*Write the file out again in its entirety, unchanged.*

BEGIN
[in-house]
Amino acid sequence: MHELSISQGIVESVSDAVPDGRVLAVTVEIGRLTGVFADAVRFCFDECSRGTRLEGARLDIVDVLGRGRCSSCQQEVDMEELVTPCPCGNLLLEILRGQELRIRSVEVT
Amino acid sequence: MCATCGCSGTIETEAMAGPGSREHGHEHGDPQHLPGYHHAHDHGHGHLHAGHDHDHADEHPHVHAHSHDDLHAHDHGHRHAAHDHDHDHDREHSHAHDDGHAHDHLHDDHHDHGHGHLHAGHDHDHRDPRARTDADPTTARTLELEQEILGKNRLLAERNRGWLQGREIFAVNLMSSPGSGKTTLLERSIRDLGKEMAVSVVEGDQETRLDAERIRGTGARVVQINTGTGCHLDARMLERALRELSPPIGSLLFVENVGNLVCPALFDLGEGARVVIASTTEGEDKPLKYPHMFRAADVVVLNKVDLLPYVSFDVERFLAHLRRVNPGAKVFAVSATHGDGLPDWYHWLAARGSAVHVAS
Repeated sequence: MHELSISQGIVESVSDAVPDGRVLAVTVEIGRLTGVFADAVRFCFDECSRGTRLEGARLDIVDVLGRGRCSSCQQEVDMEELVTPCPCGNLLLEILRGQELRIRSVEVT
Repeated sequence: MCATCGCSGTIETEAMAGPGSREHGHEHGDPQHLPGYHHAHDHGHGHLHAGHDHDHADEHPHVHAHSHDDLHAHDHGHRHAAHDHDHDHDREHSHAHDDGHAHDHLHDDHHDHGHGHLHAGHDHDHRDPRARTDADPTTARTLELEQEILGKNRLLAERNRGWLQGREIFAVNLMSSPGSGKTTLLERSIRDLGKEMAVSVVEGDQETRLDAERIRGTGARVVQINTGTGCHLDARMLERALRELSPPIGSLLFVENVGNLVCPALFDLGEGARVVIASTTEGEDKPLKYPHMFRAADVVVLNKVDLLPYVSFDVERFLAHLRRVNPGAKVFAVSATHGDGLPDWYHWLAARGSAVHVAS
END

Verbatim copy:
[in-house]
Amino acid sequence: MHELSISQGIVESVSDAVPDGRVLAVTVEIGRLTGVFADAVRFCFDECSRGTRLEGARLDIVDVLGRGRCSSCQQEVDMEELVTPCPCGNLLLEILRGQELRIRSVEVT
Amino acid sequence: MCATCGCSGTIETEAMAGPGSREHGHEHGDPQHLPGYHHAHDHGHGHLHAGHDHDHADEHPHVHAHSHDDLHAHDHGHRHAAHDHDHDHDREHSHAHDDGHAHDHLHDDHHDHGHGHLHAGHDHDHRDPRARTDADPTTARTLELEQEILGKNRLLAERNRGWLQGREIFAVNLMSSPGSGKTTLLERSIRDLGKEMAVSVVEGDQETRLDAERIRGTGARVVQINTGTGCHLDARMLERALRELSPPIGSLLFVENVGNLVCPALFDLGEGARVVIASTTEGEDKPLKYPHMFRAADVVVLNKVDLLPYVSFDVERFLAHLRRVNPGAKVFAVSATHGDGLPDWYHWLAARGSAVHVAS
Repeated sequence: MHELSISQGIVESVSDAVPDGRVLAVTVEIGRLTGVFADAVRFCFDECSRGTRLEGARLDIVDVLGRGRCSSCQQEVDMEELVTPCPCGNLLLEILRGQELRIRSVEVT
Repeated sequence: MCATCGCSGTIETEAMAGPGSREHGHEHGDPQHLPGYHHAHDHGHGHLHAGHDHDHADEHPHVHAHSHDDLHAHDHGHRHAAHDHDHDHDREHSHAHDDGHAHDHLHDDHHDHGHGHLHAGHDHDHRDPRARTDADPTTARTLELEQEILGKNRLLAERNRGWLQGREIFAVNLMSSPGSGKTTLLERSIRDLGKEMAVSVVEGDQETRLDAERIRGTGARVVQINTGTGCHLDARMLERALRELSPPIGSLLFVENVGNLVCPALFDLGEGARVVIASTTEGEDKPLKYPHMFRAADVVVLNKVDLLPYVSFDVERFLAHLRRVNPGAKVFAVSATHGDGLPDWYHWLAARGSAVHVAS